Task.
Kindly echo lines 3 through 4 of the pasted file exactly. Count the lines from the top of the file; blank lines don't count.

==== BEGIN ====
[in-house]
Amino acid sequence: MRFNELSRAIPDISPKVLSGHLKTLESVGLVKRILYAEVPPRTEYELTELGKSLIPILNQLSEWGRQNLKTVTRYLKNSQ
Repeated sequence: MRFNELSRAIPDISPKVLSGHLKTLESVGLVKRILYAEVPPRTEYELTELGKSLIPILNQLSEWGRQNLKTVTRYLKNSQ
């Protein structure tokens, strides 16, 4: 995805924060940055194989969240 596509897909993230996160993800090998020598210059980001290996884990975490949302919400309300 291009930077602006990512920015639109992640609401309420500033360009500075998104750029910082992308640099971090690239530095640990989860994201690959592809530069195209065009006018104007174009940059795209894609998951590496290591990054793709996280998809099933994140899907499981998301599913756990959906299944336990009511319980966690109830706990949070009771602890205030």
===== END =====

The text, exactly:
Repeated sequence: MRFNELSRAIPDISPKVLSGHLKTLESVGLVKRILYAEVPPRTEYELTELGKSLIPILNQLSEWGRQNLKTVTRYLKNSQ
């Protein structure tokens, strides 16, 4: 995805924060940055194989969240 596509897909993230996160993800090998020598210059980001290996884990975490949302919400309300 291009930077602006990512920015639109992640609401309420500033360009500075998104750029910082992308640099971090690239530095640990989860994201690959592809530069195209065009006018104007174009940059795209894609998951590496290591990054793709996280998809099933994140899907499981998301599913756990959906299944336990009511319980966690109830706990949070009771602890205030």